Many mothers in English cities had to send their children away to the countryside for the duration for the war – from September 1939 – estimates range from 800,000 to more than two million children. Around 2,500 children were sent overseas to Canada, South Africa, New Zealand and Australia. It is estimated that, by the end of 1941, around 14,000 British children had been evacuated overseas by private arrangement, over 6,000 to Canada, 5,000 to the United States and around 600 to Australia. Unfortunately two ships carrying children overseas were torpedoed by German U-boats in 1940.
By the end of 1941 Australian mother’s were also encouraged to send their children out of the cities – to protect them from possible bomb attacks – not only because of the possible physical injuries, but also the horror of seeing and hearing bombing happening around them. Evacuation was not compulsory in Australia, except for Darwin, which did actually face Japanese air raids and bombing – women, children and aborigines were evacuated. In other cities you could register your children for evacuation – just in case.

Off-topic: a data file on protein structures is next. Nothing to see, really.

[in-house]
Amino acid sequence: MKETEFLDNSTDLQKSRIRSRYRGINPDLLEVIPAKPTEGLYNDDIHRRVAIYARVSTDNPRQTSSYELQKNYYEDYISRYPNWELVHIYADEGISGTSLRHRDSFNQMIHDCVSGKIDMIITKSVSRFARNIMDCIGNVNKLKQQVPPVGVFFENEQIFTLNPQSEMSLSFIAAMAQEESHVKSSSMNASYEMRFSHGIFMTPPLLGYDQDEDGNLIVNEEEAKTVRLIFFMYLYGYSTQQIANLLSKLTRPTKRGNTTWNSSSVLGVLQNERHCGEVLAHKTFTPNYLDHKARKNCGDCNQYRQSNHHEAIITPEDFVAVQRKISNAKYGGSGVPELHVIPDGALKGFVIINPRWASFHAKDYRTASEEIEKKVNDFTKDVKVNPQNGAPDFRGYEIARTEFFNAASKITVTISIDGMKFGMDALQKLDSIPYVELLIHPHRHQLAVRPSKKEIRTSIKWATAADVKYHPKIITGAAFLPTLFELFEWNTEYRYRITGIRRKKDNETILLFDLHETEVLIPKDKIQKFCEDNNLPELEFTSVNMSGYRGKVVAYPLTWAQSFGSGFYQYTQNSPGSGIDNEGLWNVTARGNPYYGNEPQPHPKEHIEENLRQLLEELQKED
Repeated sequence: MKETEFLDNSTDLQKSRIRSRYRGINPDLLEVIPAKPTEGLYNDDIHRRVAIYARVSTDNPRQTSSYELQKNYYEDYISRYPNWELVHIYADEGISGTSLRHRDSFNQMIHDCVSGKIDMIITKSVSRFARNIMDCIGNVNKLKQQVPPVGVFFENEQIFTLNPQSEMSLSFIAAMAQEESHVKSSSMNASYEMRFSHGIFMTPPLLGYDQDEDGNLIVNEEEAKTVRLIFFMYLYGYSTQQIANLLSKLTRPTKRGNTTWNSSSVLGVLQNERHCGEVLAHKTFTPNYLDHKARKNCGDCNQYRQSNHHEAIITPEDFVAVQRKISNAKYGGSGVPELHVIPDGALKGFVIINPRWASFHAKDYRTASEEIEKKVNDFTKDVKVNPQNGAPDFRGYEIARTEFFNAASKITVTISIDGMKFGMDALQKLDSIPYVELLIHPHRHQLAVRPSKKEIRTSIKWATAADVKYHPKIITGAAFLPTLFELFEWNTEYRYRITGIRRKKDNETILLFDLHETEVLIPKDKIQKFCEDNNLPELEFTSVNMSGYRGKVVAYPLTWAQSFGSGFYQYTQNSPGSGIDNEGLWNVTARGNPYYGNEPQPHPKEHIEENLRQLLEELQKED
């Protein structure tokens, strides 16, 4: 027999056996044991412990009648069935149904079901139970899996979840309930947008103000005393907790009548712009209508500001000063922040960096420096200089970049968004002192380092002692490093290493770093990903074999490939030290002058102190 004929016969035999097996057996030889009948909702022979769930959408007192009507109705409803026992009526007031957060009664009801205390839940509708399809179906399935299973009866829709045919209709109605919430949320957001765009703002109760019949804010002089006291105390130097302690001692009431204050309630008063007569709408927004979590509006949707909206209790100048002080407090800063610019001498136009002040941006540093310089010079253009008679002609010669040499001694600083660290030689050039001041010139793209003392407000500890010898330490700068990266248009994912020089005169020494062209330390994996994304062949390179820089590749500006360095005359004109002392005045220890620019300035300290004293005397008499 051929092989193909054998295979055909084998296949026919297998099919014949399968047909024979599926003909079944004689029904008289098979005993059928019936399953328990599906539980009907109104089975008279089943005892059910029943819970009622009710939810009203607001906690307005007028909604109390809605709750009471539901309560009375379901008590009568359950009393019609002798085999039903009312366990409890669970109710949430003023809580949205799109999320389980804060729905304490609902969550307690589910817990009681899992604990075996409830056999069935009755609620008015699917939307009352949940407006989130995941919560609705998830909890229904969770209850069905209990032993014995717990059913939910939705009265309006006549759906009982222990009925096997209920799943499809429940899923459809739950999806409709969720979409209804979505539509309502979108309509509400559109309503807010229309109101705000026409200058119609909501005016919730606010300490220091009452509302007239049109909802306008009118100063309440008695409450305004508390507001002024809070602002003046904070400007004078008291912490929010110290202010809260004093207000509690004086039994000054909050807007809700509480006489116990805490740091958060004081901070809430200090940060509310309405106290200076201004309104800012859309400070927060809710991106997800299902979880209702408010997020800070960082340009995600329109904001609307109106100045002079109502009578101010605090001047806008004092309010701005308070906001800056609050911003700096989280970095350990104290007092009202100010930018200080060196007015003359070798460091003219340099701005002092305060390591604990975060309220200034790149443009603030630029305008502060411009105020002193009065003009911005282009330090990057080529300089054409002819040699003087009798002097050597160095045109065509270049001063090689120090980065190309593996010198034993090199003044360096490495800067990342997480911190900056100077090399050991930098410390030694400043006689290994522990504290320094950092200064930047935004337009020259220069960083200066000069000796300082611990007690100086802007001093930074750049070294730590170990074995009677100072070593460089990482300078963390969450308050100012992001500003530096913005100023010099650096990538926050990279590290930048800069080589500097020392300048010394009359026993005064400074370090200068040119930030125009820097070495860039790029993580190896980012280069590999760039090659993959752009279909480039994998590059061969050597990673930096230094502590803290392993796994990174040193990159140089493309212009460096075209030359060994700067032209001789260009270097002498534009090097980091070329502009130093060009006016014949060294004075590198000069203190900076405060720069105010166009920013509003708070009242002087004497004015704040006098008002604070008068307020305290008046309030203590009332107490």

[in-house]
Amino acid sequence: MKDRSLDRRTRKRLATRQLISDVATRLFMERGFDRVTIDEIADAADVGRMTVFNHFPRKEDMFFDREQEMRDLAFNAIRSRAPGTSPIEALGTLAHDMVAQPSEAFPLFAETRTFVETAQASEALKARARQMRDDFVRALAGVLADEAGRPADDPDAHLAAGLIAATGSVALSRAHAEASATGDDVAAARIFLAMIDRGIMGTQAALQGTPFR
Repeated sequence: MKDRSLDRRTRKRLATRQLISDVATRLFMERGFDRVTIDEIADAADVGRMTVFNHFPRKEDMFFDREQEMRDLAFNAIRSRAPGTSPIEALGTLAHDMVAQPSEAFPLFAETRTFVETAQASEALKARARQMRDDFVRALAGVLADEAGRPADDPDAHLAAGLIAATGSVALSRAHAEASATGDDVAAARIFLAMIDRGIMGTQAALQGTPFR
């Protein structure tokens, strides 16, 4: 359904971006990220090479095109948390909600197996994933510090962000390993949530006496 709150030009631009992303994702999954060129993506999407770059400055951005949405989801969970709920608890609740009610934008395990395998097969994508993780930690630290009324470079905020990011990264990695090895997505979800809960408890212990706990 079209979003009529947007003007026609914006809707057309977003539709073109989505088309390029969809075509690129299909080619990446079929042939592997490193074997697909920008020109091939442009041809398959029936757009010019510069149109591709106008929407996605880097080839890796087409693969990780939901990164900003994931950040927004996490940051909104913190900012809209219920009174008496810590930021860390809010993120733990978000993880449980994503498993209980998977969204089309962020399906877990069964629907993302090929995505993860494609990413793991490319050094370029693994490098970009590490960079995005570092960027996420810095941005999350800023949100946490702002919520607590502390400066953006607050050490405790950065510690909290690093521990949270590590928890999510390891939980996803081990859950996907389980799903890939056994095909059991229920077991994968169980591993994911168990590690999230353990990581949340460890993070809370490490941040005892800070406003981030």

Most children returned to their families after the war – some having been away from home for six years. What must it have been like to be sent away from home at five, 10 or even 14, as some of the older ones were, and then come home years later? Could you pick up where you left off? Would you remember, or like, your mother? Would mother’s cope with their children? And what about the children whose lives actually improved when they were sent away, perhaps living better quality lives than they had at home?
Hopefully we will never again be a position like that of WWII (although evacuation of children to other countries had happened in subsequent wars, like the Vietnam War), but as a mother the idea is an interesting one. If you are interested, here is some further reading –
The memories of Mavis Robinson
The memories of playwright Terence Frisby
When The Children Came Home: Stories Of Wartime Evacuees by Julie Summers (book to buy)